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Home > London > EC4 > Old King Lud

Old King Lud

Date of photo: 1981

Picture source: Penny Samuels

The Old King Lud was situated at 12 Ludgate Circus. This pub was built in 1870.  In 1894 it was purchased by Isaac Levy, founder of the Levy & Franks pub chain, probably the first chain set up specifically with the intention of providing affordable lunches to office workers, as well as alcoholic refreshment.  The company eventually evolved into the Chef & Brewer pub chain, of which the King Lud was a part, selling beers from the Whitbread Brewery.  Very much a landmark pub, by 1981 it had taken the name Old King Lud, to distinguish itself from the New King Lud which had opened a few doors away.  A brief period of closure in the early 1990s was ended with the pub re-opening in 1993 as the Hogshead in Ludgate, flagship of Whitbreadís Hogshead chain and a serious attempt to establish a show-piece real ale pub Ė although many baulked at having to pay £1:80 a pint.  By this time it only occupied a part of its former extent, with new businesses above.  In 2002 the name was abbreviated to Hogshead, although I donít think it ever received the dumbed-downĎ Hogs Headí name given to some others in the chain (although I might be wrong).  The pub closed in 2005 and was converted to mixed bank and cafe use.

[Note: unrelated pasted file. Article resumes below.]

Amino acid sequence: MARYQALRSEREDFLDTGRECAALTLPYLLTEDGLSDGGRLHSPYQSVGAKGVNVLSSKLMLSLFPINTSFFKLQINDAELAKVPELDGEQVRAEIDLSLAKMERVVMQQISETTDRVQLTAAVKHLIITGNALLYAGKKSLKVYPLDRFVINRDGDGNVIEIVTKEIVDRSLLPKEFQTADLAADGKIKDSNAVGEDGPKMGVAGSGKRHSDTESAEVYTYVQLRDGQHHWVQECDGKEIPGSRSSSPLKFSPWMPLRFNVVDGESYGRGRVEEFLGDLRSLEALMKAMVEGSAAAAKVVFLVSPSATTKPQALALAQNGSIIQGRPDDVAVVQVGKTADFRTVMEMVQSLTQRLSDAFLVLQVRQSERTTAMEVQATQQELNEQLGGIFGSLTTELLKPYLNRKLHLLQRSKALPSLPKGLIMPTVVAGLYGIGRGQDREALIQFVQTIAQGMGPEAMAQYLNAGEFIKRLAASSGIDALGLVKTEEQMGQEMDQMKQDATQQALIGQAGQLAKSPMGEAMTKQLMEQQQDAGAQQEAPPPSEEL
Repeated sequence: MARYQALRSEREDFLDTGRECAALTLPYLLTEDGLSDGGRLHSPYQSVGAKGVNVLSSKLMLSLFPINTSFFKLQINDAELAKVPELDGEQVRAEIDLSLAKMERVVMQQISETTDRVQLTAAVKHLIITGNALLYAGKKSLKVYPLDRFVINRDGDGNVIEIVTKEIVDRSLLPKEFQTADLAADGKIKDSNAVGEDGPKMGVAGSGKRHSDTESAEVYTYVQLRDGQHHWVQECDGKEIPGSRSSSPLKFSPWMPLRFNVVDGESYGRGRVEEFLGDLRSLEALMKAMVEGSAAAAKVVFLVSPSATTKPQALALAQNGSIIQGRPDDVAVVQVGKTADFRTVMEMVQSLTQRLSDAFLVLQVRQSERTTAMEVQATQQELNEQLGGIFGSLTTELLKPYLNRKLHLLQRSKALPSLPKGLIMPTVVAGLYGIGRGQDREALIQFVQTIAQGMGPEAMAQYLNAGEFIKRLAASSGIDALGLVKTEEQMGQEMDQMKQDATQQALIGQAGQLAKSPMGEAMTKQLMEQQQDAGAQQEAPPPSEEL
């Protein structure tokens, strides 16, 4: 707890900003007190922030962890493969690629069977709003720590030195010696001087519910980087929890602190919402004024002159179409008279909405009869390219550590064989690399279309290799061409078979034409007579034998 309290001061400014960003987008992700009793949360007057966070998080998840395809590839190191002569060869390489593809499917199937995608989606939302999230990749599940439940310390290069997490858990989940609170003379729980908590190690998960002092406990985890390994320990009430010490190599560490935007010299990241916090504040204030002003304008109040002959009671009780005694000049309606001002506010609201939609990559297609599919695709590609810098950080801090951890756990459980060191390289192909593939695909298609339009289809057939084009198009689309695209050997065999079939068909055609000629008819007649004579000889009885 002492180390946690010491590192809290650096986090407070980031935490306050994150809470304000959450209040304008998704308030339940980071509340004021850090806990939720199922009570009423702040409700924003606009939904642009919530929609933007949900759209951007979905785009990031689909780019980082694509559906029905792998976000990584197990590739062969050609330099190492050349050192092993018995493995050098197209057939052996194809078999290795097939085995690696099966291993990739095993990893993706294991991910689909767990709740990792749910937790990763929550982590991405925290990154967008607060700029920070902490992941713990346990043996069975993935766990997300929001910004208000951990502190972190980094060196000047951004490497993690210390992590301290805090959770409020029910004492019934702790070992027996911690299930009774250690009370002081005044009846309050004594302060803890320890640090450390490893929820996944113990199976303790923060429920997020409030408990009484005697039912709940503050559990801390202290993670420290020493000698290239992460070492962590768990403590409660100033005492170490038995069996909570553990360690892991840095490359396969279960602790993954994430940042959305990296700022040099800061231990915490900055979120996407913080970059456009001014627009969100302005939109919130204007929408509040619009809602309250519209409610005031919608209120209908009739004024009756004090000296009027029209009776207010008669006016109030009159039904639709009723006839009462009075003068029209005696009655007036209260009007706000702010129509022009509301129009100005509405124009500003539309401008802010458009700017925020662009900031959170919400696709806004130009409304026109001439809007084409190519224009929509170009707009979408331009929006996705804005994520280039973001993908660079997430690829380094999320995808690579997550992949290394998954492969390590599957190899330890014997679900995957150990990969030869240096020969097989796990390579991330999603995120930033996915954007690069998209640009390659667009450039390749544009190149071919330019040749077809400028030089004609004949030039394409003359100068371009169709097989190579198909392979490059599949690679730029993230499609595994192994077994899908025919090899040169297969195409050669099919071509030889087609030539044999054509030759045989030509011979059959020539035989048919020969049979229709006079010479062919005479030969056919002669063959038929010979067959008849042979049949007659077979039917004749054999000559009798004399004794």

When I worked in Fleet Street in through 1979-1980 it was a really beautiful Victorian pub. Carved wood, rich velvet wallpapers and smoked glass windows, one of which I distinctly recall claimed that the Old King Lud was the home of Welsh Rarebit. I donít think that any place can legitimately claim such a thing but they certainly served up a good plate of it. Very sad to see it completely disappeared; it was a proper London pub for city workers.
Bert Fiveash (October 2013)
I worked for GPO Overseas Telegraphs at Electra House on the Embankment 1968 to 1970. The King Lud was one of our favourite locals and it certainly was a lovely Victorian - style pub. One of my main memories was the super four-piece band that played there every Friday night.
Vincent Ohora (May 2014)
Used to be a drinking favourite when I was training as an accountant at the (equally defunct) Touche Ross on Farringdon. I remember watching Arsenal Lose in the Cup Winners cup final to Zaragoza, (1995) as Nayim famously (or infamously) lobbed David Seaman from the half way line to wine in the last minute of extra time. When this became a Santander I often thought it was Bankers Revenge for all the great old banks that had become Pubs (Counting House, Old Bank of England, Knights Templar).
Simon Cottee (December 2016)
My Grandparents Jack and Jessie Ryan ran this pub for quite a few years in the 30's and 40's and also the White Swan on Farringdon Road? Where there was a drawing club upstairs.My Grandfather appeared in many of the cartoon drawings in the papers and magazines like Punch and Daily Mail at the time as many of the writers and illustrators drank in there. A copy of one appeared in an article in the Telegraph a couple of years ago.